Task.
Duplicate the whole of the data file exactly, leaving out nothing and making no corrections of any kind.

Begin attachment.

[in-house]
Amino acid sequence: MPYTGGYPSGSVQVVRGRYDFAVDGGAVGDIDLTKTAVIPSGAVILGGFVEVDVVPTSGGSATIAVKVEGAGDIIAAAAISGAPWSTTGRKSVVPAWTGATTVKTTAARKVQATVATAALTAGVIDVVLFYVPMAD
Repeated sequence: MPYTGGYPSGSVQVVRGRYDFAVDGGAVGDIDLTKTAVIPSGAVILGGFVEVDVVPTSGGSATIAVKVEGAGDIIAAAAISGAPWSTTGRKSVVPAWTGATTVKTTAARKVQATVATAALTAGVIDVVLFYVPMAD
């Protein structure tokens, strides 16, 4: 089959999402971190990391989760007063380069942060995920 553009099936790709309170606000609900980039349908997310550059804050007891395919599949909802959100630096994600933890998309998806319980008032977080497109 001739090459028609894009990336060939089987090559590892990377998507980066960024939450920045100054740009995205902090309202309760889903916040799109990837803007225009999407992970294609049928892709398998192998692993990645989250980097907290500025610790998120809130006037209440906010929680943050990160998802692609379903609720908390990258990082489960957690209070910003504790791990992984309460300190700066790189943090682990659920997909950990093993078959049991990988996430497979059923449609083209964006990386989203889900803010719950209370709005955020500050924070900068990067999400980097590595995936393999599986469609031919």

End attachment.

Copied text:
[in-house]
Amino acid sequence: MPYTGGYPSGSVQVVRGRYDFAVDGGAVGDIDLTKTAVIPSGAVILGGFVEVDVVPTSGGSATIAVKVEGAGDIIAAAAISGAPWSTTGRKSVVPAWTGATTVKTTAARKVQATVATAALTAGVIDVVLFYVPMAD
Repeated sequence: MPYTGGYPSGSVQVVRGRYDFAVDGGAVGDIDLTKTAVIPSGAVILGGFVEVDVVPTSGGSATIAVKVEGAGDIIAAAAISGAPWSTTGRKSVVPAWTGATTVKTTAARKVQATVATAALTAGVIDVVLFYVPMAD
């Protein structure tokens, strides 16, 4: 089959999402971190990391989760007063380069942060995920 553009099936790709309170606000609900980039349908997310550059804050007891395919599949909802959100630096994600933890998309998806319980008032977080497109 001739090459028609894009990336060939089987090559590892990377998507980066960024939450920045100054740009995205902090309202309760889903916040799109990837803007225009999407992970294609049928892709398998192998692993990645989250980097907290500025610790998120809130006037209440906010929680943050990160998802692609379903609720908390990258990082489960957690209070910003504790791990992984309460300190700066790189943090682990659920997909950990093993078959049991990988996430497979059923449609083209964006990386989203889900803010719950209370709005955020500050924070900068990067999400980097590595995936393999599986469609031919």